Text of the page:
Veterans Wait Longer For Benefits


January 7, 2008

Note: The following story is a verbatim transcript of an Investigators story that aired on Monday, Jan. 7, 2008, on KPRC Local 2 at 10 p.m.

Local 2 Investigates looks into veterans waiting for needed help. Last year, we exposed the problem — a massive backlog of wounded veterans waiting for assistance from the one agency supposed to help them as they try to move on.

Tonight, we’ve learned the problem has gotten worse, and we have the numbers to show it.

Investigative reporter Amy Davis uncovers why more veterans are forced to face a new sacrifice here at home.

Army private Patrick Feges can’t forget the mortar blast in Iraq. His severe injuries won’t let him. The soldier from Sugar Land barely survived the attack, but was treated like a hero during his recovery.

President George W. Bush made a bedside visit in Washington, D.C, and Gov. Rick Perry awarded him the Purple Heart during a ceremony back in Texas.

Feges says the thanks seemed to stop there, especially when it came to the benefits he earned from the Department of Veterans Affairs.

“I guess I was sort of ticked off,” Feges told us in February 2007. “I lost a lot of faith in the VA system.”

Last year, Local 2 Investigates exposed that Feges was forced to wait more than 18 months to get the any of VA disability benefits he earned with his service and sacrifice.

“It wasn’t fair to see him struggle after what he went through,” said Mary Jowell, Feges’ mother.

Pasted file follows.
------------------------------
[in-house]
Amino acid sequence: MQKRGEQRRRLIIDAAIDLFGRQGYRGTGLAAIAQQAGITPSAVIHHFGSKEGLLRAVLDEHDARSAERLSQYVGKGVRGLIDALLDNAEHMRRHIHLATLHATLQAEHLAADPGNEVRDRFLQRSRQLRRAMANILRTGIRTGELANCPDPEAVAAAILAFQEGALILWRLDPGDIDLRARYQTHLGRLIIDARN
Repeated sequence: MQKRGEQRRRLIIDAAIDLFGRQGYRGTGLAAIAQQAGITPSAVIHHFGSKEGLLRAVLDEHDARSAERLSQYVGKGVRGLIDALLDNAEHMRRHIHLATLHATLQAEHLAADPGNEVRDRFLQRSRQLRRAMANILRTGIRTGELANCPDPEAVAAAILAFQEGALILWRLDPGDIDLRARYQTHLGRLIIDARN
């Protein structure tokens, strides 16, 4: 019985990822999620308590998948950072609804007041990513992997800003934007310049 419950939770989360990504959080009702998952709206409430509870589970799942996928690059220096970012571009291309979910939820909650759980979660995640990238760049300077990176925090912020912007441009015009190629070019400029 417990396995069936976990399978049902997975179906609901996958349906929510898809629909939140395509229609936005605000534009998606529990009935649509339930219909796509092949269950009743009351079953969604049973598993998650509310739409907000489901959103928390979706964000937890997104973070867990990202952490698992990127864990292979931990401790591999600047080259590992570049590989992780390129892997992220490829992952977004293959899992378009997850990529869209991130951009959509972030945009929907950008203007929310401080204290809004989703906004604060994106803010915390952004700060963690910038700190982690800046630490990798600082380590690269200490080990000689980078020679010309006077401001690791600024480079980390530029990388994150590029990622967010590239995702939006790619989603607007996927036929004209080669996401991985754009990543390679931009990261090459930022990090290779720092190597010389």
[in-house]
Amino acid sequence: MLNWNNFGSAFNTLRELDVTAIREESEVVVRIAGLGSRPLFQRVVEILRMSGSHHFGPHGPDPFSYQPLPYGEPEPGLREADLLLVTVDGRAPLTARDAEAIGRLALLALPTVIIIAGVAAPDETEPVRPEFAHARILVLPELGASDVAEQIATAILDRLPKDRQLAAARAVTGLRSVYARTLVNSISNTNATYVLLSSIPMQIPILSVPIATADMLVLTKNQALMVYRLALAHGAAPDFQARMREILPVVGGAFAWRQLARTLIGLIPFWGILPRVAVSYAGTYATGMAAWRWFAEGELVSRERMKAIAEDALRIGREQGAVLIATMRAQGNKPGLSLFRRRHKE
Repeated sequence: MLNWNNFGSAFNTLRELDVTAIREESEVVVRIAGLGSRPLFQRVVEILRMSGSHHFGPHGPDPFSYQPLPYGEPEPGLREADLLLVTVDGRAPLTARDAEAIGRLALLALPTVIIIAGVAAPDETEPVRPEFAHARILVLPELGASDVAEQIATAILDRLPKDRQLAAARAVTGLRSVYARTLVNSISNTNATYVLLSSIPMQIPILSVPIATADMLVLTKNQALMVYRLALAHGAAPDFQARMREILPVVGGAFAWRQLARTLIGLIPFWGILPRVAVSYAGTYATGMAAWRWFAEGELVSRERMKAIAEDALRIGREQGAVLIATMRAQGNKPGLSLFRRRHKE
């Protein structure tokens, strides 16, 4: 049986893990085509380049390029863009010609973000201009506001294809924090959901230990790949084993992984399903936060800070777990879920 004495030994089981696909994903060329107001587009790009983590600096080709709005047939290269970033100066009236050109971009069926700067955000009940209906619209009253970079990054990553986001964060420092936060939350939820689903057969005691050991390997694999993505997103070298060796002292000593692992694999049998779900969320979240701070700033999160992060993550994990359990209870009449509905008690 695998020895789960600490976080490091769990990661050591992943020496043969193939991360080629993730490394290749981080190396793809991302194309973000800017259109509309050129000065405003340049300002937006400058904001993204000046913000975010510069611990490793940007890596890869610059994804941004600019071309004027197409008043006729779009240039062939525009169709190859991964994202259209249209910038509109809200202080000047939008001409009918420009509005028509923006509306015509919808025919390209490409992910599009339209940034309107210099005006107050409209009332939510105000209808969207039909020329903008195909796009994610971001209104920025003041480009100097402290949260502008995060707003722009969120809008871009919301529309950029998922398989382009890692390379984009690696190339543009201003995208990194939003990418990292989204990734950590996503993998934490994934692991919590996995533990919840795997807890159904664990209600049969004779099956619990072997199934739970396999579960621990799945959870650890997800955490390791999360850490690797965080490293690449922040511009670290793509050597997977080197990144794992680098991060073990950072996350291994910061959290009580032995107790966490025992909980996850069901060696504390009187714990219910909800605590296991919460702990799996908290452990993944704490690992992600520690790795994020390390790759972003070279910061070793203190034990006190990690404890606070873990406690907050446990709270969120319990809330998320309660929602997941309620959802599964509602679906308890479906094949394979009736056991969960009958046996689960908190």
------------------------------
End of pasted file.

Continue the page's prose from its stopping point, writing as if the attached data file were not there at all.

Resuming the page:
Almost a year later, we’ve discovered more veterans are waiting even longer to get those benefits. A new VA report shows the average veteran’s wait for disability benefits is around six months — 183 days.

It is the third year in a row the wait time has increased.

In Houston, we discovered veterans are waiting even longer. On average, a veteran using the VA Houston Regional Office is waiting almost seven months — 209 days — to receive earned benefits.

At the end of September, 19,200 Houston-area veterans were still waiting for their benefits.

“Why hasn’t anyone done anything more?” said Allen Grundy, program coordinator at the Veterans’ Services Office at the University of Houston. “Maybe they’re doing the best they can, but whatever it is, we know it needs to be fixed.”

The new numbers are no surprise to Grundy. He sees many veterans coming home from Iraq and Afghanistan who are forced to wait for their benefits.

“Whether they enough veterans staff to fix the situation, I don’t know,” said Grundy. “Whether they don’t have enough financial backing, I don’t know. But we do know there is a problem.”

The problem is not just with the overflow of veterans coming back from the Middle East. Many veterans from wars long ago — Vietnam, Korea, even World War II — are now waiting longer to get changes to their disability benefits. The numbers are adding up.

“Absolutely, it should be working better than what it is,” said Buddy Grantham, director of the Mayor’s Office of Veterans’ Affairs. “Soldiers deserve better than that.”

Grantham says his office is hearing more complaints from those older veterans than any other group.

After our initial investigation last year, U.S. Sen. Kay Bailey Hutchison sent a management team to Houston’s VA Regional Office to help fix the backlog of veterans waiting.

We talked with her office about these new numbers. Hutchison calls the situation “completely unacceptable.”

Houston’s VA office says it hired 38 new employees last year, but says it takes up to two years to get them fully trained to process benefits.

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